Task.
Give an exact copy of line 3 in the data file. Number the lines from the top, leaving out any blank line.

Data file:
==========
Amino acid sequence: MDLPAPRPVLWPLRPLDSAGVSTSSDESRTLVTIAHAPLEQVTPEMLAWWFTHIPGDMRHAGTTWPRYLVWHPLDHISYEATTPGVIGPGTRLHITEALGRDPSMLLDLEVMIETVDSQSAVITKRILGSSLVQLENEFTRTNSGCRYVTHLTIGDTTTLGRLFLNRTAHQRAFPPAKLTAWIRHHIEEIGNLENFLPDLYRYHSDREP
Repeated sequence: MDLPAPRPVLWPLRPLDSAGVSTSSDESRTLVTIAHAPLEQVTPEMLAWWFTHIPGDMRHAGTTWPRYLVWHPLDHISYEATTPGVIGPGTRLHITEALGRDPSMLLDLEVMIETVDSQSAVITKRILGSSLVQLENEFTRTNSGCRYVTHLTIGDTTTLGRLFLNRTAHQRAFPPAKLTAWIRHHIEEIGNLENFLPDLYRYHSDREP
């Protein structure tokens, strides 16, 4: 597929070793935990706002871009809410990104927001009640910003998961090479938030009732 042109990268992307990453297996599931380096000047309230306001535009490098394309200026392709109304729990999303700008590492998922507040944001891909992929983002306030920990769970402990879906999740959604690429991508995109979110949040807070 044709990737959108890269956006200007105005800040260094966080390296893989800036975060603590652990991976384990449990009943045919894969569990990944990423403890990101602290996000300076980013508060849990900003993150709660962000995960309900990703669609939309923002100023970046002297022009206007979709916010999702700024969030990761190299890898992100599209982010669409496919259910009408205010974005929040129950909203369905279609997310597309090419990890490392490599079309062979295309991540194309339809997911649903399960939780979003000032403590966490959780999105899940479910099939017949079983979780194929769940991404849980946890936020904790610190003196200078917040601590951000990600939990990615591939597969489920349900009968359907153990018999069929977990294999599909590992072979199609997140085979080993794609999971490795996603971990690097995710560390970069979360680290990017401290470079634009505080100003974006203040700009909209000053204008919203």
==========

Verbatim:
């Protein structure tokens, strides 16, 4: 597929070793935990706002871009809410990104927001009640910003998961090479938030009732 042109990268992307990453297996599931380096000047309230306001535009490098394309200026392709109304729990999303700008590492998922507040944001891909992929983002306030920990769970402990879906999740959604690429991508995109979110949040807070 044709990737959108890269956006200007105005800040260094966080390296893989800036975060603590652990991976384990449990009943045919894969569990990944990423403890990101602290996000300076980013508060849990900003993150709660962000995960309900990703669609939309923002100023970046002297022009206007979709916010999702700024969030990761190299890898992100599209982010669409496919259910009408205010974005929040129950909203369905279609997310597309090419990890490392490599079309062979295309991540194309339809997911649903399960939780979003000032403590966490959780999105899940479910099939017949079983979780194929769940991404849980946890936020904790610190003196200078917040601590951000990600939990990615591939597969489920349900009968359907153990018999069929977990294999599909590992072979199609997140085979080993794609999971490795996603971990690097995710560390970069979360680290990017401290470079634009505080100003974006203040700009909209000053204008919203």